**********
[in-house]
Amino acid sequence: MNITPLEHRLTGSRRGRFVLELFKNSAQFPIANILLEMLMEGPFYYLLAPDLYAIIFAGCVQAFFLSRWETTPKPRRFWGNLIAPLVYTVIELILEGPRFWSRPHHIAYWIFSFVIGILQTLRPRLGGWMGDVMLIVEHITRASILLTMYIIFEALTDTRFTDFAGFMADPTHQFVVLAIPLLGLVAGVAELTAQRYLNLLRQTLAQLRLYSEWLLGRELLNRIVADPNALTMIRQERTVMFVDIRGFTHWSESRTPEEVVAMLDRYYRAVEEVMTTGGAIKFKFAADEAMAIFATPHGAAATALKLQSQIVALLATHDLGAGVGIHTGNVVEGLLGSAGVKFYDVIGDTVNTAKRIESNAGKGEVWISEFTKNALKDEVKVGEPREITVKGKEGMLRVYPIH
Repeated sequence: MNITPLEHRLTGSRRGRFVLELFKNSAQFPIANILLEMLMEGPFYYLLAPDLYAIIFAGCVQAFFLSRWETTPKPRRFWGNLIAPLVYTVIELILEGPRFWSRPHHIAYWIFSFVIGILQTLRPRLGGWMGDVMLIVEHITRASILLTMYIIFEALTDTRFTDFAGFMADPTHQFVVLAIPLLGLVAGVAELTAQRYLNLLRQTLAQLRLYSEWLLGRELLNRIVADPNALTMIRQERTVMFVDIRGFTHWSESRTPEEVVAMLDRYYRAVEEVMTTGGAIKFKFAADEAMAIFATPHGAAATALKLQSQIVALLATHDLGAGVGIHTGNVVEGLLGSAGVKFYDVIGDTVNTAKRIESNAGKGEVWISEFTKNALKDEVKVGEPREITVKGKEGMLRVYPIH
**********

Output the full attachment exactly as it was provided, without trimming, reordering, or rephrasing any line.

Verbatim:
[in-house]
Amino acid sequence: MNITPLEHRLTGSRRGRFVLELFKNSAQFPIANILLEMLMEGPFYYLLAPDLYAIIFAGCVQAFFLSRWETTPKPRRFWGNLIAPLVYTVIELILEGPRFWSRPHHIAYWIFSFVIGILQTLRPRLGGWMGDVMLIVEHITRASILLTMYIIFEALTDTRFTDFAGFMADPTHQFVVLAIPLLGLVAGVAELTAQRYLNLLRQTLAQLRLYSEWLLGRELLNRIVADPNALTMIRQERTVMFVDIRGFTHWSESRTPEEVVAMLDRYYRAVEEVMTTGGAIKFKFAADEAMAIFATPHGAAATALKLQSQIVALLATHDLGAGVGIHTGNVVEGLLGSAGVKFYDVIGDTVNTAKRIESNAGKGEVWISEFTKNALKDEVKVGEPREITVKGKEGMLRVYPIH
Repeated sequence: MNITPLEHRLTGSRRGRFVLELFKNSAQFPIANILLEMLMEGPFYYLLAPDLYAIIFAGCVQAFFLSRWETTPKPRRFWGNLIAPLVYTVIELILEGPRFWSRPHHIAYWIFSFVIGILQTLRPRLGGWMGDVMLIVEHITRASILLTMYIIFEALTDTRFTDFAGFMADPTHQFVVLAIPLLGLVAGVAELTAQRYLNLLRQTLAQLRLYSEWLLGRELLNRIVADPNALTMIRQERTVMFVDIRGFTHWSESRTPEEVVAMLDRYYRAVEEVMTTGGAIKFKFAADEAMAIFATPHGAAATALKLQSQIVALLATHDLGAGVGIHTGNVVEGLLGSAGVKFYDVIGDTVNTAKRIESNAGKGEVWISEFTKNALKDEVKVGEPREITVKGKEGMLRVYPIH